Fuel For Sport

Back in November, in the original Fuel For Thought blog, I touched upon the subject of what powers the LifeCycle bike. Now, four months further down the road, I plan to lift the lid on why it works, and explain as best I can how the science that powers the LifeCycle bike can match any weight loss programme you care to mention.

It’s simple, it’s effective and it works.

But first, I need to explain something about the theory…

Every one of us has a unique factor that allows us to burn fuel by simply doing nothing: nothing at all. Zippo. Just sitting about, slothlike. That factor is called your Base Metabolic Rate, or BMR for short. You can calculate it in one of two ways:

If you’re old school like me, then BMR = (your weight [in pounds]) * 0.45    calories per hour

If you’re new school, then            BMR = your weight [in kilos]                     calories per hour

Either way, it gives you a number of calories that you’ll burn, every hour of every day, whether you’re sitting, sleeping or doing stuff. It is the number of calories per hour that your body burns, just to exist.

Now where those calories come from depends to a large extent on my good pal Omega 3.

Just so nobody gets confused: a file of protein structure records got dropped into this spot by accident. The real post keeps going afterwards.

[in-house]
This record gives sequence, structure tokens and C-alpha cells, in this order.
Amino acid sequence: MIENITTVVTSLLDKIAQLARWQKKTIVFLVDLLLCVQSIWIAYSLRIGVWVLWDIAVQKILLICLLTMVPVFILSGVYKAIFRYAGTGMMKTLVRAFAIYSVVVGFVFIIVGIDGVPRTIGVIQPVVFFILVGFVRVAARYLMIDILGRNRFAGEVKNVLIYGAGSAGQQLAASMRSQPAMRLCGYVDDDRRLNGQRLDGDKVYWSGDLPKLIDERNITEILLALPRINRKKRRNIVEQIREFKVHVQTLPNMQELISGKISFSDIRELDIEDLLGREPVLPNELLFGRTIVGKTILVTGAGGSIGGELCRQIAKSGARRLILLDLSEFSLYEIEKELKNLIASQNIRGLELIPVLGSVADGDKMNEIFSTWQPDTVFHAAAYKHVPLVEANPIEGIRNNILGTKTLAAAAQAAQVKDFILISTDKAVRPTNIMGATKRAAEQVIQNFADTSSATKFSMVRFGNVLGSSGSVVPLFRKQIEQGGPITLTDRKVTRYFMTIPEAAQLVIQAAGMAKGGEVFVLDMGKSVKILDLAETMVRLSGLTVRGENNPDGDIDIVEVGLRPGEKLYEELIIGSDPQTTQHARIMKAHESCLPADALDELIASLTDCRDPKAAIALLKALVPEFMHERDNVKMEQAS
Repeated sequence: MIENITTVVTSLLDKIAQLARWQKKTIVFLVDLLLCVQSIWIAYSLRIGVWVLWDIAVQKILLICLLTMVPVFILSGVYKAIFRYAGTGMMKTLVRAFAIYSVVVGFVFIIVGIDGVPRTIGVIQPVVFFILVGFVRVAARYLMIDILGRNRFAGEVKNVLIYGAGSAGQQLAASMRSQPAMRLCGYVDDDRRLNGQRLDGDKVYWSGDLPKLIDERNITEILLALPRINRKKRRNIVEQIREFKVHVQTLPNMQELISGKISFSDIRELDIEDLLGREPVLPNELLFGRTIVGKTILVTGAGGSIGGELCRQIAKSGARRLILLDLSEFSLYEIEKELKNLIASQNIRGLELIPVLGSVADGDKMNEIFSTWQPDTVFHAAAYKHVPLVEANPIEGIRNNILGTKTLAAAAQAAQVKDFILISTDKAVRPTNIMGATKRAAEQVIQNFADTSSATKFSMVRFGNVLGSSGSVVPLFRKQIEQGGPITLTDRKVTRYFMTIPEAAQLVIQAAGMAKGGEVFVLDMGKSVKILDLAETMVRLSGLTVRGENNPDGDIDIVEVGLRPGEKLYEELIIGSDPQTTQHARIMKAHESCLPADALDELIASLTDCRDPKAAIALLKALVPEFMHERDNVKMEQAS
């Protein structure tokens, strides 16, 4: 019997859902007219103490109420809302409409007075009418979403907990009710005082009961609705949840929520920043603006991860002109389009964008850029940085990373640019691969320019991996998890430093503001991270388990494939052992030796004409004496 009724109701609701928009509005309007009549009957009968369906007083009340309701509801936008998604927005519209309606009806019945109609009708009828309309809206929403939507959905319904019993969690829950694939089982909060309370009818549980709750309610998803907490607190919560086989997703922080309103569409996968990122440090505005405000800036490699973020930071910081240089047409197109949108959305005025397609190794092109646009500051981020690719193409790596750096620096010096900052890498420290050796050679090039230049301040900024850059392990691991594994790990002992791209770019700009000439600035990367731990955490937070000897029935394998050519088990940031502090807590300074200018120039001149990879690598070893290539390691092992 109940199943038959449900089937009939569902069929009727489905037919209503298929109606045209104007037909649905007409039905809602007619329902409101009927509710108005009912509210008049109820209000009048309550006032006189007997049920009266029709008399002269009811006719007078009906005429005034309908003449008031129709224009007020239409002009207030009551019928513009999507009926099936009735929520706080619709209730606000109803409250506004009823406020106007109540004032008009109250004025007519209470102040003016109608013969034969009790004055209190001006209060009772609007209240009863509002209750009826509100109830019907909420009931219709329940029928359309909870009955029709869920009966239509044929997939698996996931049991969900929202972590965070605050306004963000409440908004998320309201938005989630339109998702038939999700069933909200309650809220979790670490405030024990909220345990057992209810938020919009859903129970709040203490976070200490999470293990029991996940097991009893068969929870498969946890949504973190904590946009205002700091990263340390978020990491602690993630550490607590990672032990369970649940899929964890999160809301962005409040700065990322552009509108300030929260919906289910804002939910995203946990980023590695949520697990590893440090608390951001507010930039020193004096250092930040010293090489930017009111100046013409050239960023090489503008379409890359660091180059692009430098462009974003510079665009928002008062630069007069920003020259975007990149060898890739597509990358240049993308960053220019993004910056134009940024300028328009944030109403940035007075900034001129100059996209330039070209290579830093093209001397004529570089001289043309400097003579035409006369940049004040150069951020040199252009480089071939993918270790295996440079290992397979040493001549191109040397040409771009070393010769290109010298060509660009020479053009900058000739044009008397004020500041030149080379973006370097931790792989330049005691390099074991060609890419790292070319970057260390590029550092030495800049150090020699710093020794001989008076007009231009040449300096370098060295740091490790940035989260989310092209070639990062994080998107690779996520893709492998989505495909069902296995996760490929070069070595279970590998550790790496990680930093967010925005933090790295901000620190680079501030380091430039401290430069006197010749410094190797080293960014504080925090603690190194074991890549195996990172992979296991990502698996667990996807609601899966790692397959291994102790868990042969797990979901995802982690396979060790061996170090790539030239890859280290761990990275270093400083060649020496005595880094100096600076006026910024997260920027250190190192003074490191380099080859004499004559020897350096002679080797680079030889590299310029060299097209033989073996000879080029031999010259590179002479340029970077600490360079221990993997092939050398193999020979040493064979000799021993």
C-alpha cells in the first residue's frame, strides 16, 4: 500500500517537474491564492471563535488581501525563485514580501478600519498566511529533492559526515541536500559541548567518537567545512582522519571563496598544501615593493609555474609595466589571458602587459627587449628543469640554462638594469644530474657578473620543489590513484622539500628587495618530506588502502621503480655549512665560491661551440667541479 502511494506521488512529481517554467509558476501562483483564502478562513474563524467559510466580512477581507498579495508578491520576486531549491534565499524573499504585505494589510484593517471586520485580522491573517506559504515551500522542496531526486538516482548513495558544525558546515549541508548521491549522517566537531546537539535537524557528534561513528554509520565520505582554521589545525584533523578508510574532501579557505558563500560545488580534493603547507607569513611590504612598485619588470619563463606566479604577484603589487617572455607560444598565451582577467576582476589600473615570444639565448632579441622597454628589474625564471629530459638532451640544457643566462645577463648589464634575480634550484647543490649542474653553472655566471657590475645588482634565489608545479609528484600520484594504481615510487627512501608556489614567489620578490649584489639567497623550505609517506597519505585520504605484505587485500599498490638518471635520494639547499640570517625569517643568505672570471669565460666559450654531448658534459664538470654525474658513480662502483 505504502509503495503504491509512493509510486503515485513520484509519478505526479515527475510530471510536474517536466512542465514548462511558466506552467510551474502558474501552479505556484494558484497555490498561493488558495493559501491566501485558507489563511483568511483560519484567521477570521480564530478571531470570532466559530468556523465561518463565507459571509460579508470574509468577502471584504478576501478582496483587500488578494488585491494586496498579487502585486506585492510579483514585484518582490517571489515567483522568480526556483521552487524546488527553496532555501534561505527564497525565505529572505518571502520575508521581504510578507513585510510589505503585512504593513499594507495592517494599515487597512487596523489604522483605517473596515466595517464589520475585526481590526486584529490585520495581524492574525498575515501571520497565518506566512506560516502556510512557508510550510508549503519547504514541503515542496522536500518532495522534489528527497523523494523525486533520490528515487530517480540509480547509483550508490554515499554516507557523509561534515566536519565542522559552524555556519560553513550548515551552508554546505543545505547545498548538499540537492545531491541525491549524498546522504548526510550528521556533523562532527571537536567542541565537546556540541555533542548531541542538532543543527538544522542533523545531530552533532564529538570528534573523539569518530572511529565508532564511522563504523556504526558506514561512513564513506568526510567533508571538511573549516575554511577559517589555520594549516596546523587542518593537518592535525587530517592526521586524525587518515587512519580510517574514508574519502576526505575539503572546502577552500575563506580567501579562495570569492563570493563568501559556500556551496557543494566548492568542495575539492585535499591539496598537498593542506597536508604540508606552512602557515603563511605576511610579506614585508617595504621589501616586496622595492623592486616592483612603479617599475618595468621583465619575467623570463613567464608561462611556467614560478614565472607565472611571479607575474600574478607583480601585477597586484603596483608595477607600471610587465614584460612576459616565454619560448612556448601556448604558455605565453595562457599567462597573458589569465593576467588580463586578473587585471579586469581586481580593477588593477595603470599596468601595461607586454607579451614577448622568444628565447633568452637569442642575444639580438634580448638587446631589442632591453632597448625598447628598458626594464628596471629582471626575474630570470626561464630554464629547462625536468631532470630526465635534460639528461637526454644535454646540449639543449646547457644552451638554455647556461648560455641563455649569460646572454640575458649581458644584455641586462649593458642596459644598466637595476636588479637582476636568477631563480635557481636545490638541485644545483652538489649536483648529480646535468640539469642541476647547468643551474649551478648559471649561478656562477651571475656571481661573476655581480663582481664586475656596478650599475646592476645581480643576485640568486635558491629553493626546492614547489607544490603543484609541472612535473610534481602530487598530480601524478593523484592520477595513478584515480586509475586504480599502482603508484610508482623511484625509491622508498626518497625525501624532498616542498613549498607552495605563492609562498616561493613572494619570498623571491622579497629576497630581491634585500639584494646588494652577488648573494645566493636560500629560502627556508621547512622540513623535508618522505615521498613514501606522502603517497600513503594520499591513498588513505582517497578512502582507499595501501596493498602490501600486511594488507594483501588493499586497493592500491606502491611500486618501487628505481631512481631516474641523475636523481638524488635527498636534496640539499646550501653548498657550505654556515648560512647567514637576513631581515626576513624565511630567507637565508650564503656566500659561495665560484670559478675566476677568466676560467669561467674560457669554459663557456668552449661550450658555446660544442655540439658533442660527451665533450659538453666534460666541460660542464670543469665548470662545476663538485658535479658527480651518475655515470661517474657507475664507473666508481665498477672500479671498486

Omega 3 is the Patron Saint of LifeCycle For Neuroblastoma.

I’ll try to keep this simple: if you have a low level of Omega 3 in your body, and that is by far the norm in the West of Scotland, then your BMR will derive its fuel from stuff called Glycogen. Think of Glycogen as your fuel tank: when it’s full you’re fine, but see when it’s running dry, you’ll feel like shit, especially if you’re trying to do stuff (like sport). Ask any marathon runner who’s ever hit the wall! The wall happens when your Glycogen store runs out and your body has to turn to fat instead. Whilst your fat stores will keep you going for a very, very long time, metabolising the fat back into useable fuel is a very inefficient process and degrades your performance significantly.

So, back to the storyline: if you have a low level of Omega 3, you’ll burn Glycogen at rest. However if you have a high level of Omega 3, you’ll burn fat in preference to Glycogen, and that is crucial, absolutely crucial to the long term success of LifeCycleForNeuroblastoma.

Here’s why…

You use up your Glycogen stores when you’re doing proper stuff like walking, running, cycling, aerobics etc. And thinking. The brain is a big consumer of Glycogen. And those Glycogen stores are limited. They are limited, on average,  according to your weight.